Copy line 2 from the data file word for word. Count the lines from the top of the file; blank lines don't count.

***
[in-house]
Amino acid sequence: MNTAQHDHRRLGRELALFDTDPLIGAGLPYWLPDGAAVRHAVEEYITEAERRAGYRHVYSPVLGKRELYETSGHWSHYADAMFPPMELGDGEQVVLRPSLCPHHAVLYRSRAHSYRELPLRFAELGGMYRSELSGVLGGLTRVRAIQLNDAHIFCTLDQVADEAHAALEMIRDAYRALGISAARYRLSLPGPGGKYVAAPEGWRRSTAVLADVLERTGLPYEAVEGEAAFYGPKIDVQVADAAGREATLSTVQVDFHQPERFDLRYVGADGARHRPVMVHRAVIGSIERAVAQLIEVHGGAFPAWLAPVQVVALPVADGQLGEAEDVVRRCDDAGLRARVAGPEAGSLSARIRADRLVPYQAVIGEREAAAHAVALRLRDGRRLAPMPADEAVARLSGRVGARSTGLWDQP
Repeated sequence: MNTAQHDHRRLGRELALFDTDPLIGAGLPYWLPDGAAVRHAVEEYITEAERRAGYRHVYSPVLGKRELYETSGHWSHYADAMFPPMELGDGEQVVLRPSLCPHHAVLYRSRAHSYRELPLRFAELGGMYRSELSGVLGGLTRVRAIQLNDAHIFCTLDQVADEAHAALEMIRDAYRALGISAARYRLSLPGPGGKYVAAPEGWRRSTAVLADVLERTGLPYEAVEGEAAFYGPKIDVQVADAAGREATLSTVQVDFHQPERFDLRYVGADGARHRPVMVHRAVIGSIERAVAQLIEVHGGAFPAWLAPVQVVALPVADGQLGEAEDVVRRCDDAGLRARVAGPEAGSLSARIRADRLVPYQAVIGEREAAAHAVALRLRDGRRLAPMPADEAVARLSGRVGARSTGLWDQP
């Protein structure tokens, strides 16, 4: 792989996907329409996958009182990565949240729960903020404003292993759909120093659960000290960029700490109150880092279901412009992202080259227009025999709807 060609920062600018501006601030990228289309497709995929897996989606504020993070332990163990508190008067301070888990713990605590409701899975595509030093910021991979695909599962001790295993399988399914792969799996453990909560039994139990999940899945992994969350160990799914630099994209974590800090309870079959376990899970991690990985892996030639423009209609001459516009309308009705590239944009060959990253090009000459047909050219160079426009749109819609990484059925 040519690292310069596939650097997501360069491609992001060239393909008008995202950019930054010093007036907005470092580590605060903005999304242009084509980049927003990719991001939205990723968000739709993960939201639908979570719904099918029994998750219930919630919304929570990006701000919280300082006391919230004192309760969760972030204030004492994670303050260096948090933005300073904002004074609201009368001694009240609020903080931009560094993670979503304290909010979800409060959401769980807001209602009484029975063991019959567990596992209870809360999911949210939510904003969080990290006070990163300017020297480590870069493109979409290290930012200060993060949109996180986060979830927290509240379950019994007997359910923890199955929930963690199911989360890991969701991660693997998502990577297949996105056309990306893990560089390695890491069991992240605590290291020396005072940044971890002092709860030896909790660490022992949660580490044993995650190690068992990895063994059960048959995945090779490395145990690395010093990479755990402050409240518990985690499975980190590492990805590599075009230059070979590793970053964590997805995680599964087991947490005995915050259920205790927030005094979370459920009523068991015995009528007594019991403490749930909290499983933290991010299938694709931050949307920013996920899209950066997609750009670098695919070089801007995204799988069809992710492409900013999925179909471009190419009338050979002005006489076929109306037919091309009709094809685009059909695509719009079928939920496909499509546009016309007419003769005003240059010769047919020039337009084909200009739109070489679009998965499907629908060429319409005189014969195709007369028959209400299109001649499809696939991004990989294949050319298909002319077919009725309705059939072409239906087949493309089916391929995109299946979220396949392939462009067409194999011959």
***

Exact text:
Amino acid sequence: MNTAQHDHRRLGRELALFDTDPLIGAGLPYWLPDGAAVRHAVEEYITEAERRAGYRHVYSPVLGKRELYETSGHWSHYADAMFPPMELGDGEQVVLRPSLCPHHAVLYRSRAHSYRELPLRFAELGGMYRSELSGVLGGLTRVRAIQLNDAHIFCTLDQVADEAHAALEMIRDAYRALGISAARYRLSLPGPGGKYVAAPEGWRRSTAVLADVLERTGLPYEAVEGEAAFYGPKIDVQVADAAGREATLSTVQVDFHQPERFDLRYVGADGARHRPVMVHRAVIGSIERAVAQLIEVHGGAFPAWLAPVQVVALPVADGQLGEAEDVVRRCDDAGLRARVAGPEAGSLSARIRADRLVPYQAVIGEREAAAHAVALRLRDGRRLAPMPADEAVARLSGRVGARSTGLWDQP